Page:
The Psalm and the New Testament share the same hope as well. Both Psalm 69 and the Book of Revelation look to a New Jerusalem and a new creation as their hope. After the suffering and the trials God indeed sets all things straight.
What for us from this Psalm.
(I couldn’t help but see in Psalm 69 the process of bringing change and transformation, that both the psalmist and Jesus went through. The suffering of being misunderstood of seeing the possibilities of what could be and them clashing with the powers to be, the dominant mid set, people saying you’ve got it all wrong… In the end the only thing that gets one through is that vision of the new, the vision of that could be, in Christ, the realisation that God also dreams and looks to make thing new. In Hebrews11 it talks of the heroes and heroines of the faith being what God had for them and being willing to endure for the sake of that hope. Most dying without seeing it come to fruition. In Hebrews 12 It says that for the Joy set before him Jesus endured the cross; That we too should run the race fixing our eyes on Jesus the author and the one who prefects of our faith. For those in that struggle remember…even in the deep waters Jesus)*
In Christ we see an answer to the cry Save us O God… in Jesus close identification with the suffering and sorrow of this psalm in his own life and his own death, we see God reaching down to answer to save and to provide a way through. If the cross stands in the middle of human history, as the ultimate act of God’s love and grace to us all then the cross stands in the middle of this psalm between the suffering and the call for justice which finish at verse 29 and the affirmation of the goodness and hope of Gods restoration and care in verse 30. In meeting and knowing Jesus we can know that in our lives. We can be lifted from the deep water and placed on a hill. In Jesus there is the hope of God’s answer. EM Blaiklock says in these last eight verses ‘the humble, the poor and the sorrowful are upheld before God as the beatitudes, Jesus gracious invitation into his kingdom, similarly uphold them, and us.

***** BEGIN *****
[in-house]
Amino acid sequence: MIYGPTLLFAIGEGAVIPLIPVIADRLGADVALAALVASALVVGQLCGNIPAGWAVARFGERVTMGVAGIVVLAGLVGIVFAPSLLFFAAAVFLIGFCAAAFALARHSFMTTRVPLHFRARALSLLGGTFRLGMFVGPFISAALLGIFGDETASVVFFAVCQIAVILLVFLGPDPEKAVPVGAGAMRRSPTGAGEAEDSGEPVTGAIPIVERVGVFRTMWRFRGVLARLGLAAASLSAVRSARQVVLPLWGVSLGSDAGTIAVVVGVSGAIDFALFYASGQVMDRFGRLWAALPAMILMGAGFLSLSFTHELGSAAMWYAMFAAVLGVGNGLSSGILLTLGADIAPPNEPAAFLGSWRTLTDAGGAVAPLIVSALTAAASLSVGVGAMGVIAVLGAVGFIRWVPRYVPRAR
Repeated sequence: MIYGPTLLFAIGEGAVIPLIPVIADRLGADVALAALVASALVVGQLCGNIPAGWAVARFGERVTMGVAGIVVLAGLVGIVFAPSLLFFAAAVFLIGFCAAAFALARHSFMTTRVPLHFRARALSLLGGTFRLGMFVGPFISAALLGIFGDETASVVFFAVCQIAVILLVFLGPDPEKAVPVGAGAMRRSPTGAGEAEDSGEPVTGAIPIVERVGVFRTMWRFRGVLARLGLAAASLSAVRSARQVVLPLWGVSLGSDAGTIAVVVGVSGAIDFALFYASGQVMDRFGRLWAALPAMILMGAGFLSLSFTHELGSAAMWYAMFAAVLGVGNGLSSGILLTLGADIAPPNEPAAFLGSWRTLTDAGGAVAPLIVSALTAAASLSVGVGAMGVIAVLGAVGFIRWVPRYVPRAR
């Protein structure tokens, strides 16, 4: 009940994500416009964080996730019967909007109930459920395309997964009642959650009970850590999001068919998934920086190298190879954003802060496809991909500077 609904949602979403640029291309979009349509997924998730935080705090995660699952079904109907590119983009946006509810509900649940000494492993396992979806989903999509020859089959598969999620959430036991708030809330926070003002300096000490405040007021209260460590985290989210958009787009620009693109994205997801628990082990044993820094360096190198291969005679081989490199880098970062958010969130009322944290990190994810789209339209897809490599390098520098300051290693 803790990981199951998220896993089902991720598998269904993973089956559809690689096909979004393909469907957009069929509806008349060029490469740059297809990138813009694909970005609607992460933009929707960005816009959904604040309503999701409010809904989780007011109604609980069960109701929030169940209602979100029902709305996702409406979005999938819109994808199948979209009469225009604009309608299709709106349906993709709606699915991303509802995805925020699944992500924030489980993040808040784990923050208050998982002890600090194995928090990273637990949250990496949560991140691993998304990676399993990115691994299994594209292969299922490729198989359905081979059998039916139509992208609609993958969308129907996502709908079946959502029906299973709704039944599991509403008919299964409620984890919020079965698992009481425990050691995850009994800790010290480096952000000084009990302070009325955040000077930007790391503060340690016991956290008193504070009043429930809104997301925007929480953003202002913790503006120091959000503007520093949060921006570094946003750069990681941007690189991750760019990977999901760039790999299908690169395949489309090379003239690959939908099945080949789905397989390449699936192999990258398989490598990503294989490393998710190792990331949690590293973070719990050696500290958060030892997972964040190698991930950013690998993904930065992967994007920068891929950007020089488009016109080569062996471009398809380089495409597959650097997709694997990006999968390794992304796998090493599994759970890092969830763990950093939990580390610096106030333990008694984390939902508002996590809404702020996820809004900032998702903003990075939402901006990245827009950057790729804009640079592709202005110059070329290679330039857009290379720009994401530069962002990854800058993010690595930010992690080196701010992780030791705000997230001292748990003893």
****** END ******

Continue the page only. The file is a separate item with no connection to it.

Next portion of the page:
But that is not some sort of passport to a blissful untroubled existence. If we do that say “come to Jesus and it’s all going to be alright, hunky dory, some blissful wonderful paradise, all beer and lamingtons” then you all know that it is the words of a dishonest salesman, wanting to flog off a faulty product to us. In this life says Jesus there will be troubles, like the psalmist if we hunger and thirst for righteousness we will find ourselves at odds with the world around us, and let’s face it life has it fares share of deep water, But the hope is that in the end that Christ has overcome the world. There is a bright future, a bright hope and even in the deep waters Christ.
I’ve used this image before. It’s very vivid and evocative. It’s A shadow on a wall forming the shape of a cross. It was taken in the 9th ward of New Orleans just after the flooding caused by cyclone Katrina, as aid workers were preparing to move out into the city. Perhaps it is an omen of what they will find in the city… death, but also it is the promise of the presence of Christ as the workers go off into the deep water….And Jesus does invite us to go into deep waters… As we’ve seen Jesus relate to this psalm of the deep waters we know that even in the deep waters Jesus has been there before us and has made a way through… even in the deep waters Jesus is able to hear and to hold… even in the deep waters… Jesus has not withdrawn his fellowship… he invites us to his table today to meet with him and be strengthened by his presence. Even if you find yourself in the deep water…Jesus.
*This paragraph was not originally in the sermon I preached but as I come to reflect further is, in my humble opinion, an application that needs to be drawn.